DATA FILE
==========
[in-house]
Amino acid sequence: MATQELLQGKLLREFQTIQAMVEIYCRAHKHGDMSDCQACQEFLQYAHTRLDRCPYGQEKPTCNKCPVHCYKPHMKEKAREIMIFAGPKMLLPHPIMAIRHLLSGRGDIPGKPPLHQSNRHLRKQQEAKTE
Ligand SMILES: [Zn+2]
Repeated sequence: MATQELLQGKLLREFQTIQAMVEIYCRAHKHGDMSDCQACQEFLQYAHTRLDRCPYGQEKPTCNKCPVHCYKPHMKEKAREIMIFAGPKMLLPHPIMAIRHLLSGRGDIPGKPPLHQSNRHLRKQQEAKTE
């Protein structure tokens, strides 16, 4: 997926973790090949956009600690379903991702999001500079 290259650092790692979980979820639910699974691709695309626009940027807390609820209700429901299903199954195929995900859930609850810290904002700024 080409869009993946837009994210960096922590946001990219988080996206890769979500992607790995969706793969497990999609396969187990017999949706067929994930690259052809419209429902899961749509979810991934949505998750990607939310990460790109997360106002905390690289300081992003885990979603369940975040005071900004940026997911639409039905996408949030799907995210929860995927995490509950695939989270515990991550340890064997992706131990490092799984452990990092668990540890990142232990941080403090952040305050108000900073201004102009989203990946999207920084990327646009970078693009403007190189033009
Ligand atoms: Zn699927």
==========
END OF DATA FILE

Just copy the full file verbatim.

[in-house]
Amino acid sequence: MATQELLQGKLLREFQTIQAMVEIYCRAHKHGDMSDCQACQEFLQYAHTRLDRCPYGQEKPTCNKCPVHCYKPHMKEKAREIMIFAGPKMLLPHPIMAIRHLLSGRGDIPGKPPLHQSNRHLRKQQEAKTE
Ligand SMILES: [Zn+2]
Repeated sequence: MATQELLQGKLLREFQTIQAMVEIYCRAHKHGDMSDCQACQEFLQYAHTRLDRCPYGQEKPTCNKCPVHCYKPHMKEKAREIMIFAGPKMLLPHPIMAIRHLLSGRGDIPGKPPLHQSNRHLRKQQEAKTE
């Protein structure tokens, strides 16, 4: 997926973790090949956009600690379903991702999001500079 290259650092790692979980979820639910699974691709695309626009940027807390609820209700429901299903199954195929995900859930609850810290904002700024 080409869009993946837009994210960096922590946001990219988080996206890769979500992607790995969706793969497990999609396969187990017999949706067929994930690259052809419209429902899961749509979810991934949505998750990607939310990460790109997360106002905390690289300081992003885990979603369940975040005071900004940026997911639409039905996408949030799907995210929860995927995490509950695939989270515990991550340890064997992706131990490092799984452990990092668990540890990142232990941080403090952040305050108000900073201004102009989203990946999207920084990327646009970078693009403007190189033009
Ligand atoms: Zn699927």